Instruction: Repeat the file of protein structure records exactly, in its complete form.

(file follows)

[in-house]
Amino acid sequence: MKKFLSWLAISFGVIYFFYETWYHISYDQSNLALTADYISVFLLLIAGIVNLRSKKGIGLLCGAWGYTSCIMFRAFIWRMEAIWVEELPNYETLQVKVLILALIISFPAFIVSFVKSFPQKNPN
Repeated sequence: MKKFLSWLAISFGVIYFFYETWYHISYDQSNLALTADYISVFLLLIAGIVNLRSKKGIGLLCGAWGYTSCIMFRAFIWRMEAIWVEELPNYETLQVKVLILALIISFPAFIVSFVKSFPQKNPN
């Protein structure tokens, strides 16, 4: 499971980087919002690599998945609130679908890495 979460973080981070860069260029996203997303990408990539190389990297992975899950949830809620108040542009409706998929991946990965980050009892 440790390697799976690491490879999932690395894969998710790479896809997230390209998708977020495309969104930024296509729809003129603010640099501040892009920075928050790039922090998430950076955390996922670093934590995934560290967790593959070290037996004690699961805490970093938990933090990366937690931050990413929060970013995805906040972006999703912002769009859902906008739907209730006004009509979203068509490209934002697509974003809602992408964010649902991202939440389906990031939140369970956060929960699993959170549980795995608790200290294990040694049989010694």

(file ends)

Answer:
[in-house]
Amino acid sequence: MKKFLSWLAISFGVIYFFYETWYHISYDQSNLALTADYISVFLLLIAGIVNLRSKKGIGLLCGAWGYTSCIMFRAFIWRMEAIWVEELPNYETLQVKVLILALIISFPAFIVSFVKSFPQKNPN
Repeated sequence: MKKFLSWLAISFGVIYFFYETWYHISYDQSNLALTADYISVFLLLIAGIVNLRSKKGIGLLCGAWGYTSCIMFRAFIWRMEAIWVEELPNYETLQVKVLILALIISFPAFIVSFVKSFPQKNPN
């Protein structure tokens, strides 16, 4: 499971980087919002690599998945609130679908890495 979460973080981070860069260029996203997303990408990539190389990297992975899950949830809620108040542009409706998929991946990965980050009892 440790390697799976690491490879999932690395894969998710790479896809997230390209998708977020495309969104930024296509729809003129603010640099501040892009920075928050790039922090998430950076955390996922670093934590995934560290967790593959070290037996004690699961805490970093938990933090990366937690931050990413929060970013995805906040972006999703912002769009859902906008739907209730006004009509979203068509490209934002697509974003809602992408964010649902991202939440389906990031939140369970956060929960699993959170549980795995608790200290294990040694049989010694």